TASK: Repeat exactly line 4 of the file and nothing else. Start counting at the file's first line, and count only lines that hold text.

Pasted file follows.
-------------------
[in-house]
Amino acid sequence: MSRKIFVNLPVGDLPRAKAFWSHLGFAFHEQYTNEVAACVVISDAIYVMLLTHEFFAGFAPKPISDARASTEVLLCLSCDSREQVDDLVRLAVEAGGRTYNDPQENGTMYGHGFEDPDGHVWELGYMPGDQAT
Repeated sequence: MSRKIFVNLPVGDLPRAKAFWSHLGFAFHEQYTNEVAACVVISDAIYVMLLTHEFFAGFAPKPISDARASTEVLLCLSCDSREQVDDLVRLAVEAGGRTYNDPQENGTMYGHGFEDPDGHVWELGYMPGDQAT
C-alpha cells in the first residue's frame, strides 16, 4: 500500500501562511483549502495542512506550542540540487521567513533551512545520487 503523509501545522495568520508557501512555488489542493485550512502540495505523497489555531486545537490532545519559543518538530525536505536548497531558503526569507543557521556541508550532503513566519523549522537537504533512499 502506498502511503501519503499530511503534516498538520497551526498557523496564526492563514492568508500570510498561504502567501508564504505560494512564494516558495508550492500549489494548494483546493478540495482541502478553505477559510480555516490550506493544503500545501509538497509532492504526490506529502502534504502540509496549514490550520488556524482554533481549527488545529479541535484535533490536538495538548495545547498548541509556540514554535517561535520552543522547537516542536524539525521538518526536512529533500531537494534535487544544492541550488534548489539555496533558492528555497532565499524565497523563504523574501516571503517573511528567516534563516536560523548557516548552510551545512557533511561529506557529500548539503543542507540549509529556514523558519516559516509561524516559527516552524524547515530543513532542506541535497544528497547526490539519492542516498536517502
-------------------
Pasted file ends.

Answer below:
C-alpha cells in the first residue's frame, strides 16, 4: 500500500501562511483549502495542512506550542540540487521567513533551512545520487 503523509501545522495568520508557501512555488489542493485550512502540495505523497489555531486545537490532545519559543518538530525536505536548497531558503526569507543557521556541508550532503513566519523549522537537504533512499 502506498502511503501519503499530511503534516498538520497551526498557523496564526492563514492568508500570510498561504502567501508564504505560494512564494516558495508550492500549489494548494483546493478540495482541502478553505477559510480555516490550506493544503500545501509538497509532492504526490506529502502534504502540509496549514490550520488556524482554533481549527488545529479541535484535533490536538495538548495545547498548541509556540514554535517561535520552543522547537516542536524539525521538518526536512529533500531537494534535487544544492541550488534548489539555496533558492528555497532565499524565497523563504523574501516571503517573511528567516534563516536560523548557516548552510551545512557533511561529506557529500548539503543542507540549509529556514523558519516559516509561524516559527516552524524547515530543513532542506541535497544528497547526490539519492542516498536517502